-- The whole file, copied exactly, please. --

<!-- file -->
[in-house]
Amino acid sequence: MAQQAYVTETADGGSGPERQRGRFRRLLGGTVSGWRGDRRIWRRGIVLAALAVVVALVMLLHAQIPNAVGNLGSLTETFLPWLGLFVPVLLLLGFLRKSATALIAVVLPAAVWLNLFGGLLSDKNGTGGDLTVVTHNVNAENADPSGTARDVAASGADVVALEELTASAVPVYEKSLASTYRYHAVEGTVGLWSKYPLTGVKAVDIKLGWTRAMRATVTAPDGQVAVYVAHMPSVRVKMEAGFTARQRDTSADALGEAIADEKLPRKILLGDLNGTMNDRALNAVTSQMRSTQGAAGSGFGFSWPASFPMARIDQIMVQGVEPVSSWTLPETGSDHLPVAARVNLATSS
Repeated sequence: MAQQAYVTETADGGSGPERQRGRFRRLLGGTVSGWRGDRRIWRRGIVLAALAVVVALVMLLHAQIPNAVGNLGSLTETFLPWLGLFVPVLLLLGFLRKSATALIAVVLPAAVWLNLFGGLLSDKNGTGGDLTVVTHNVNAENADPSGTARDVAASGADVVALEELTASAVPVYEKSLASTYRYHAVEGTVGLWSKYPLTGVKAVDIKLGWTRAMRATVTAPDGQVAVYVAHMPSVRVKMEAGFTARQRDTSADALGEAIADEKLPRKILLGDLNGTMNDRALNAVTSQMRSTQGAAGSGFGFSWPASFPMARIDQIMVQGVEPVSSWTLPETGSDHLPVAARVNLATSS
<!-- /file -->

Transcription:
[in-house]
Amino acid sequence: MAQQAYVTETADGGSGPERQRGRFRRLLGGTVSGWRGDRRIWRRGIVLAALAVVVALVMLLHAQIPNAVGNLGSLTETFLPWLGLFVPVLLLLGFLRKSATALIAVVLPAAVWLNLFGGLLSDKNGTGGDLTVVTHNVNAENADPSGTARDVAASGADVVALEELTASAVPVYEKSLASTYRYHAVEGTVGLWSKYPLTGVKAVDIKLGWTRAMRATVTAPDGQVAVYVAHMPSVRVKMEAGFTARQRDTSADALGEAIADEKLPRKILLGDLNGTMNDRALNAVTSQMRSTQGAAGSGFGFSWPASFPMARIDQIMVQGVEPVSSWTLPETGSDHLPVAARVNLATSS
Repeated sequence: MAQQAYVTETADGGSGPERQRGRFRRLLGGTVSGWRGDRRIWRRGIVLAALAVVVALVMLLHAQIPNAVGNLGSLTETFLPWLGLFVPVLLLLGFLRKSATALIAVVLPAAVWLNLFGGLLSDKNGTGGDLTVVTHNVNAENADPSGTARDVAASGADVVALEELTASAVPVYEKSLASTYRYHAVEGTVGLWSKYPLTGVKAVDIKLGWTRAMRATVTAPDGQVAVYVAHMPSVRVKMEAGFTARQRDTSADALGEAIADEKLPRKILLGDLNGTMNDRALNAVTSQMRSTQGAAGSGFGFSWPASFPMARIDQIMVQGVEPVSSWTLPETGSDHLPVAARVNLATSS